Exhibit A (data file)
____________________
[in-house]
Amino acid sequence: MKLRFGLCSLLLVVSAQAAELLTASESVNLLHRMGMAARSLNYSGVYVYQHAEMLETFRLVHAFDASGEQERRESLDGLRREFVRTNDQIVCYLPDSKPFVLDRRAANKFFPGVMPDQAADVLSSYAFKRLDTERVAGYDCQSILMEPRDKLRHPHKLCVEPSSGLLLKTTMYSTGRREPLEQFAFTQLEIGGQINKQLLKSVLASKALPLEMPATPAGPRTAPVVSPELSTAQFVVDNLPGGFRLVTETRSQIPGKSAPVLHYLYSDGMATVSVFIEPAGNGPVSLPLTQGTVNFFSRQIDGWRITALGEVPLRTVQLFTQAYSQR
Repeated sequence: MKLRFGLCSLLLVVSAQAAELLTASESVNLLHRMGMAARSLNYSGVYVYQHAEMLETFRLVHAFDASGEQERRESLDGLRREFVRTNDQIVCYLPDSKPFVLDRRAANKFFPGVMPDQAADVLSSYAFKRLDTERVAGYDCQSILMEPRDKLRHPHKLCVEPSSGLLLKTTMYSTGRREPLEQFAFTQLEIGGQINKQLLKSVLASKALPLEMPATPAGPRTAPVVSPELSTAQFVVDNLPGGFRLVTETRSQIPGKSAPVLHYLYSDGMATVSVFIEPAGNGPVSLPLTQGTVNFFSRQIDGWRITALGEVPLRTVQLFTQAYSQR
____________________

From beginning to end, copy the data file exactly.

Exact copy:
[in-house]
Amino acid sequence: MKLRFGLCSLLLVVSAQAAELLTASESVNLLHRMGMAARSLNYSGVYVYQHAEMLETFRLVHAFDASGEQERRESLDGLRREFVRTNDQIVCYLPDSKPFVLDRRAANKFFPGVMPDQAADVLSSYAFKRLDTERVAGYDCQSILMEPRDKLRHPHKLCVEPSSGLLLKTTMYSTGRREPLEQFAFTQLEIGGQINKQLLKSVLASKALPLEMPATPAGPRTAPVVSPELSTAQFVVDNLPGGFRLVTETRSQIPGKSAPVLHYLYSDGMATVSVFIEPAGNGPVSLPLTQGTVNFFSRQIDGWRITALGEVPLRTVQLFTQAYSQR
Repeated sequence: MKLRFGLCSLLLVVSAQAAELLTASESVNLLHRMGMAARSLNYSGVYVYQHAEMLETFRLVHAFDASGEQERRESLDGLRREFVRTNDQIVCYLPDSKPFVLDRRAANKFFPGVMPDQAADVLSSYAFKRLDTERVAGYDCQSILMEPRDKLRHPHKLCVEPSSGLLLKTTMYSTGRREPLEQFAFTQLEIGGQINKQLLKSVLASKALPLEMPATPAGPRTAPVVSPELSTAQFVVDNLPGGFRLVTETRSQIPGKSAPVLHYLYSDGMATVSVFIEPAGNGPVSLPLTQGTVNFFSRQIDGWRITALGEVPLRTVQLFTQAYSQR